Mama Mia! Mama Wong’s gets facelift

The new Mama Wong’s puts the focus on fusion tapas
The new Mama Wong’s puts the focus on fusion tapas. KIMBERLEY MCCOSKER

Mama Mia! Mama Wong’s gets facelift

The team behind Luna d’Autunno have introduced fusion tapas to the Street 308 Chinese restaurant best known for its humble noodles and dumplings

Under new ownership, Mama Wong’s on Street 308 has been revamped with a new look and new menu aiming for more “universal” flavours. While the noodles and dumplings that made the restaurant famous are still there, diners can now treat themselves to mini-burgers, pork belly doughnuts with maple syrup and even cauliflower popcorn.

“The idea is snacky things you can eat with your beer or cocktail,” said chef Kien Wagner, who was tasked with his partner, Australian restaurateur Glenn Thompson, with revamping the eatery.

The change is most pronounced in its addition of mini-burgers ($4 for two pieces). But these aren’t the sliders from Harold and Kumar Go to White Castle. The beef brisket burger comes with mushroom smoked in a coconut husk, then fried with garlic, onions and Japanese BBQ sauce.

Chef Kien Wagner
Chef Kien Wagner. KIMBERLEY MCCOSKER

In a reflection of Wagner’s German roots, the meat patties are topped with sauerkraut.

Pork belly, Asian coleslaw and Sriracha mayonnaise, and crispy fried chicken, cucumber and kimchee mayonnaise sliders are also available.

The burgers, Wagner said, represent the restaurant’s shift toward more universal culinary concepts.

“I think that brings a lot of people together, because nobody would say they wouldn’t like a burger – everybody would try it,” he said.

While the old dumpling dishes are still there ($4 for eight pieces), new varieties include spiced lamb with coriander and cumin sauce, and duck and sweet potato.

The little contemporary touches, said Wagner, were intended to spice up traditional Chinese cuisine.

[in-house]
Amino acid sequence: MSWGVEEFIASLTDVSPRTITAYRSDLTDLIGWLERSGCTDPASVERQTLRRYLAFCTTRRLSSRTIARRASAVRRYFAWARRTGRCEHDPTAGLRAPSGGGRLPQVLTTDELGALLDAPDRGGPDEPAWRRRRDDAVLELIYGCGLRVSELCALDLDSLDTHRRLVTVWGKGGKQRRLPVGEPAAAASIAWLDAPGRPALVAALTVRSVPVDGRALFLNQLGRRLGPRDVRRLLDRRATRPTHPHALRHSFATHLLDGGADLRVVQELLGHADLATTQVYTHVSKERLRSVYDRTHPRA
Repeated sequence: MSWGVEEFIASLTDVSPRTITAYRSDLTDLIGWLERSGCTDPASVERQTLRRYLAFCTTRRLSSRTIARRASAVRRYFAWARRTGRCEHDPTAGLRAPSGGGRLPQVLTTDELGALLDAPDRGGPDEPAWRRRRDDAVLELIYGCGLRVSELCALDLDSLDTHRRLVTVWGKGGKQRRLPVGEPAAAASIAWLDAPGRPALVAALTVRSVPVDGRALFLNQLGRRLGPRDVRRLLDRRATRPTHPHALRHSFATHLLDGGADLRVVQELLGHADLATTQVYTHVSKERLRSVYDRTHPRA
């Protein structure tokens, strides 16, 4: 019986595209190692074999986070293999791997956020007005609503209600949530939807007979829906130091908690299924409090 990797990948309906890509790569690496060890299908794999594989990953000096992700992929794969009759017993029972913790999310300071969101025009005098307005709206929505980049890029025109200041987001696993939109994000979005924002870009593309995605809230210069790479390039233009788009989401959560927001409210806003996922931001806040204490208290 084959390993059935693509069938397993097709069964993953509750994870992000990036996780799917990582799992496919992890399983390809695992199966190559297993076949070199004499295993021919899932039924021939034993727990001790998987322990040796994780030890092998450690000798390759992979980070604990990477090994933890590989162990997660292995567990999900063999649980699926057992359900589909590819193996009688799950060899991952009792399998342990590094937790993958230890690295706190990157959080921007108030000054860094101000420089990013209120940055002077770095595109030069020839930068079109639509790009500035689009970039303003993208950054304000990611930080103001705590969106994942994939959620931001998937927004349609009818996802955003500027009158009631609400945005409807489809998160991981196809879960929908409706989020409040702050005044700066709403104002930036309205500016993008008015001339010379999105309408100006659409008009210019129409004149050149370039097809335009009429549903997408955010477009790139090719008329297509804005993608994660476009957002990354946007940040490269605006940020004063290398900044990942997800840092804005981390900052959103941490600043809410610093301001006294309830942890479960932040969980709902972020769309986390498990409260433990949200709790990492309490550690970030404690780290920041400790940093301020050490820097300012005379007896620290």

“Our customers know good food and up-to-date restaurants, but we also keep some traditional noodle soups and dumplings,” he said.

The restaurant has also undergone an aesthetic makeover – the red paint, which formerly covered the restaurant’s interior walls, has been replaced by shades of white and grey. The dark red walls and dim lighting, said Wagner, gave the restaurant a “brothel” vibe that he looked to ditch.

The staff was also retrained – and in some cases let go – to make for improved service, Wagner said.

“It took a long time with Mama Wong’s to convince them that change was good for them,” he said.

Wagner came to Cambodia by way of Thailand in 2008 while visiting his father at his new work posting. While the German chef was well-trained in European cuisine, he said it was his first time tasting authentic Asian cooking.

“It’s very easy to get addicted to Thai food – you try everything,” said Wagner, who took a job three years ago at Friends Restaurant’s culinary school before joining the team at Luna d’Autunno Italian restaurant.

Chinese food, he said, was a new frontier for him, though he said it mattered little given the fusion flavours he and Thompson were trying to create. “I would say it is not straight Chinese; it’s all the influences we found,” he said.

Mama Wong’s is located at #41 Street 308. Open from 10am until 10pm.

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